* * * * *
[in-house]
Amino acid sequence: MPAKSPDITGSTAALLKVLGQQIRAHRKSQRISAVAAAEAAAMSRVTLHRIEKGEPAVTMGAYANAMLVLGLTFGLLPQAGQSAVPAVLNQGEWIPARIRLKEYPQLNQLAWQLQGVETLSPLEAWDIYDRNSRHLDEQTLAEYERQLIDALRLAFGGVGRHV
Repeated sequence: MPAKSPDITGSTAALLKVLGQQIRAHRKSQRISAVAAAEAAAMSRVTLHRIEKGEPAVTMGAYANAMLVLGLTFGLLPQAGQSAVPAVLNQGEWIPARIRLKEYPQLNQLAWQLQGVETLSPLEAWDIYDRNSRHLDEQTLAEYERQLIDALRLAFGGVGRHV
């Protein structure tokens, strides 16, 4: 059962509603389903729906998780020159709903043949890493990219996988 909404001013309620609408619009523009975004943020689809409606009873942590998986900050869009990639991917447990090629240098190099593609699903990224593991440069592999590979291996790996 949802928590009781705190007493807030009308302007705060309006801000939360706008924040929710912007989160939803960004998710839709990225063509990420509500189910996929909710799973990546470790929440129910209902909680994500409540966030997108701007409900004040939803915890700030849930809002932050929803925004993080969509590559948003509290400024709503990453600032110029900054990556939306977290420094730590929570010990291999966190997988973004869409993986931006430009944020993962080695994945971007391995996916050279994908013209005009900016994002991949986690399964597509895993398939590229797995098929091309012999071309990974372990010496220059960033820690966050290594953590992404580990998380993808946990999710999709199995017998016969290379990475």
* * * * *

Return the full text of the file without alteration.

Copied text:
[in-house]
Amino acid sequence: MPAKSPDITGSTAALLKVLGQQIRAHRKSQRISAVAAAEAAAMSRVTLHRIEKGEPAVTMGAYANAMLVLGLTFGLLPQAGQSAVPAVLNQGEWIPARIRLKEYPQLNQLAWQLQGVETLSPLEAWDIYDRNSRHLDEQTLAEYERQLIDALRLAFGGVGRHV
Repeated sequence: MPAKSPDITGSTAALLKVLGQQIRAHRKSQRISAVAAAEAAAMSRVTLHRIEKGEPAVTMGAYANAMLVLGLTFGLLPQAGQSAVPAVLNQGEWIPARIRLKEYPQLNQLAWQLQGVETLSPLEAWDIYDRNSRHLDEQTLAEYERQLIDALRLAFGGVGRHV
């Protein structure tokens, strides 16, 4: 059962509603389903729906998780020159709903043949890493990219996988 909404001013309620609408619009523009975004943020689809409606009873942590998986900050869009990639991917447990090629240098190099593609699903990224593991440069592999590979291996790996 949802928590009781705190007493807030009308302007705060309006801000939360706008924040929710912007989160939803960004998710839709990225063509990420509500189910996929909710799973990546470790929440129910209902909680994500409540966030997108701007409900004040939803915890700030849930809002932050929803925004993080969509590559948003509290400024709503990453600032110029900054990556939306977290420094730590929570010990291999966190997988973004869409993986931006430009944020993962080695994945971007391995996916050279994908013209005009900016994002991949986690399964597509895993398939590229797995098929091309012999071309990974372990010496220059960033820690966050290594953590992404580990998380993808946990999710999709199995017998016969290379990475």